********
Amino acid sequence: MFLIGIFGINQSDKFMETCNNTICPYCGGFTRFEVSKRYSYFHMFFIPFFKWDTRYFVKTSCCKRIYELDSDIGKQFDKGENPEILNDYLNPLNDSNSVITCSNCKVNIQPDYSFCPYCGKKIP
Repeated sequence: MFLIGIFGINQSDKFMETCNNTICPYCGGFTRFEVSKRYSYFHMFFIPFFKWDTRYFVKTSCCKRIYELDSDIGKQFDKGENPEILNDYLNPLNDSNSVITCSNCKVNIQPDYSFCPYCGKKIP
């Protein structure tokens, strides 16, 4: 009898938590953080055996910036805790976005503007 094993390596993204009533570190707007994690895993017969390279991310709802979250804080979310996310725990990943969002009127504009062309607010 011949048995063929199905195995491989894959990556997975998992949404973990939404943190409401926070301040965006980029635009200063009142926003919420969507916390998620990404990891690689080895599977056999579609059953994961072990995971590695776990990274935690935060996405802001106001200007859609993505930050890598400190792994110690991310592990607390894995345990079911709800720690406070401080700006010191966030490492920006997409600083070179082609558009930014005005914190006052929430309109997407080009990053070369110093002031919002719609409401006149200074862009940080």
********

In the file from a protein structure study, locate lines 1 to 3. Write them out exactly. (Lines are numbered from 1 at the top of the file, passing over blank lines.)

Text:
Amino acid sequence: MFLIGIFGINQSDKFMETCNNTICPYCGGFTRFEVSKRYSYFHMFFIPFFKWDTRYFVKTSCCKRIYELDSDIGKQFDKGENPEILNDYLNPLNDSNSVITCSNCKVNIQPDYSFCPYCGKKIP
Repeated sequence: MFLIGIFGINQSDKFMETCNNTICPYCGGFTRFEVSKRYSYFHMFFIPFFKWDTRYFVKTSCCKRIYELDSDIGKQFDKGENPEILNDYLNPLNDSNSVITCSNCKVNIQPDYSFCPYCGKKIP
């Protein structure tokens, strides 16, 4: 009898938590953080055996910036805790976005503007 094993390596993204009533570190707007994690895993017969390279991310709802979250804080979310996310725990990943969002009127504009062309607010 011949048995063929199905195995491989894959990556997975998992949404973990939404943190409401926070301040965006980029635009200063009142926003919420969507916390998620990404990891690689080895599977056999579609059953994961072990995971590695776990990274935690935060996405802001106001200007859609993505930050890598400190792994110690991310592990607390894995345990079911709800720690406070401080700006010191966030490492920006997409600083070179082609558009930014005005914190006052929430309109997407080009990053070369110093002031919002719609409401006149200074862009940080």